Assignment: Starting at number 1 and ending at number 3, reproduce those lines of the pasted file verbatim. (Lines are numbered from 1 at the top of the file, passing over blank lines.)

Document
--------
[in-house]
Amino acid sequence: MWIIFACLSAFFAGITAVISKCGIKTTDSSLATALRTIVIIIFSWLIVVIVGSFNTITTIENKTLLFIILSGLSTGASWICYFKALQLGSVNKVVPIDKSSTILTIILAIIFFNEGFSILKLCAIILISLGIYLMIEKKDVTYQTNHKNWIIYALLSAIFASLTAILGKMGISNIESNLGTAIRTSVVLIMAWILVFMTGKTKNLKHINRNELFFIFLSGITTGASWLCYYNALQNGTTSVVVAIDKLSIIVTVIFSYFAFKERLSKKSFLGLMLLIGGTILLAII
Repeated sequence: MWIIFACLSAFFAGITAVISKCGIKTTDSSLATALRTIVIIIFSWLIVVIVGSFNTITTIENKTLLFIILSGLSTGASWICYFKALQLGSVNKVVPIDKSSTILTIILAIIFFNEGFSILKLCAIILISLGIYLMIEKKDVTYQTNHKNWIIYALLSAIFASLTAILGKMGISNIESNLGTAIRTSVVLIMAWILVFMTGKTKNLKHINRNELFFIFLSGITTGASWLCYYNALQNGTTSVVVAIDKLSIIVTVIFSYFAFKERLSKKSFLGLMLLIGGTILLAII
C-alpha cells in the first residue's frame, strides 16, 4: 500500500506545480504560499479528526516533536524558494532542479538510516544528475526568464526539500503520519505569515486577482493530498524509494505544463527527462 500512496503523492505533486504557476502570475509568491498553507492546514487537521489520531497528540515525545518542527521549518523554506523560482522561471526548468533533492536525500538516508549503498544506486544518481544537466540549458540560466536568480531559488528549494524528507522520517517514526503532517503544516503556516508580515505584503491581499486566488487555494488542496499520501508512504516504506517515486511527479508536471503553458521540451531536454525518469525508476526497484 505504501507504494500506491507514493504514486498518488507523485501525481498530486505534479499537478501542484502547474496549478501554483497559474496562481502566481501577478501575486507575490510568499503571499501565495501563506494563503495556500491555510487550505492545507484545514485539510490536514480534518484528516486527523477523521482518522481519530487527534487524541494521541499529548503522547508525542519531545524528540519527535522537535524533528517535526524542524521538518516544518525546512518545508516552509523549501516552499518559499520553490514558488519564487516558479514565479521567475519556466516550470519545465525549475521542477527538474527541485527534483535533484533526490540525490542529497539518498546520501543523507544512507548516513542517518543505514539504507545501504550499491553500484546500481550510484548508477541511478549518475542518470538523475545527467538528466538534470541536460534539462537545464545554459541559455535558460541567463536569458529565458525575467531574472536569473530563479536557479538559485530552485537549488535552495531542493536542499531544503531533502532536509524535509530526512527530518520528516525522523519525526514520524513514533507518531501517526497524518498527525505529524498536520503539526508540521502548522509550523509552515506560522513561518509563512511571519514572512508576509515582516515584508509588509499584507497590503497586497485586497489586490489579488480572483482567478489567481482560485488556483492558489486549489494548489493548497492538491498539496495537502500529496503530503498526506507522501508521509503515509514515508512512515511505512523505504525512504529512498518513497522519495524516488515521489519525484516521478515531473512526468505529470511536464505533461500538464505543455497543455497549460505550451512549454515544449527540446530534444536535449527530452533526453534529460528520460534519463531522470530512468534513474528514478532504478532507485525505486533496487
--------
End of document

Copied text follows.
[in-house]
Amino acid sequence: MWIIFACLSAFFAGITAVISKCGIKTTDSSLATALRTIVIIIFSWLIVVIVGSFNTITTIENKTLLFIILSGLSTGASWICYFKALQLGSVNKVVPIDKSSTILTIILAIIFFNEGFSILKLCAIILISLGIYLMIEKKDVTYQTNHKNWIIYALLSAIFASLTAILGKMGISNIESNLGTAIRTSVVLIMAWILVFMTGKTKNLKHINRNELFFIFLSGITTGASWLCYYNALQNGTTSVVVAIDKLSIIVTVIFSYFAFKERLSKKSFLGLMLLIGGTILLAII
Repeated sequence: MWIIFACLSAFFAGITAVISKCGIKTTDSSLATALRTIVIIIFSWLIVVIVGSFNTITTIENKTLLFIILSGLSTGASWICYFKALQLGSVNKVVPIDKSSTILTIILAIIFFNEGFSILKLCAIILISLGIYLMIEKKDVTYQTNHKNWIIYALLSAIFASLTAILGKMGISNIESNLGTAIRTSVVLIMAWILVFMTGKTKNLKHINRNELFFIFLSGITTGASWLCYYNALQNGTTSVVVAIDKLSIIVTVIFSYFAFKERLSKKSFLGLMLLIGGTILLAII